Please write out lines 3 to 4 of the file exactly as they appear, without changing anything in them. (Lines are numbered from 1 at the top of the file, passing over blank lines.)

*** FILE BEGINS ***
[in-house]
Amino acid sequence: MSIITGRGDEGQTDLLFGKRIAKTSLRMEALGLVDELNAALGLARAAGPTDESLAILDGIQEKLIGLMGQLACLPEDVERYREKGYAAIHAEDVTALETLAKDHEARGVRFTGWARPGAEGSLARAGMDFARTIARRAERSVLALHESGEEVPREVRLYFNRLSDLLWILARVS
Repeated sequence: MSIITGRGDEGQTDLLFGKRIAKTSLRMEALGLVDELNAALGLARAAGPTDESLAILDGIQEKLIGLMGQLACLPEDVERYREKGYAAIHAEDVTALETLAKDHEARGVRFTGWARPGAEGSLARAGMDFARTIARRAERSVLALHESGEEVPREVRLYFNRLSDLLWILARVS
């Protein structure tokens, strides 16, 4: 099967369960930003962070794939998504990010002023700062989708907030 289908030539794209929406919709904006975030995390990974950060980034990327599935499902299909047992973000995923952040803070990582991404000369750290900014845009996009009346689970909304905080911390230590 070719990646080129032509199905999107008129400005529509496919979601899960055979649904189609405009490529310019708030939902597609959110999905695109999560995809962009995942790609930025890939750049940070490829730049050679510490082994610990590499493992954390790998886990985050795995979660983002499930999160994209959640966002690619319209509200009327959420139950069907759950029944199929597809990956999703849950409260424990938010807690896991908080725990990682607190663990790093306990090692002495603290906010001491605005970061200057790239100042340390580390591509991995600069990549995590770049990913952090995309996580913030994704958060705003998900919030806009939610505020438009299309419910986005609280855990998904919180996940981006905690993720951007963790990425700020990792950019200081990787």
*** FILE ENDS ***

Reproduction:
Repeated sequence: MSIITGRGDEGQTDLLFGKRIAKTSLRMEALGLVDELNAALGLARAAGPTDESLAILDGIQEKLIGLMGQLACLPEDVERYREKGYAAIHAEDVTALETLAKDHEARGVRFTGWARPGAEGSLARAGMDFARTIARRAERSVLALHESGEEVPREVRLYFNRLSDLLWILARVS
């Protein structure tokens, strides 16, 4: 099967369960930003962070794939998504990010002023700062989708907030 289908030539794209929406919709904006975030995390990974950060980034990327599935499902299909047992973000995923952040803070990582991404000369750290900014845009996009009346689970909304905080911390230590 070719990646080129032509199905999107008129400005529509496919979601899960055979649904189609405009490529310019708030939902597609959110999905695109999560995809962009995942790609930025890939750049940070490829730049050679510490082994610990590499493992954390790998886990985050795995979660983002499930999160994209959640966002690619319209509200009327959420139950069907759950029944199929597809990956999703849950409260424990938010807690896991908080725990990682607190663990790093306990090692002495603290906010001491605005970061200057790239100042340390580390591509991995600069990549995590770049990913952090995309996580913030994704958060705003998900919030806009939610505020438009299309419910986005609280855990998904919180996940981006905690993720951007963790990425700020990792950019200081990787």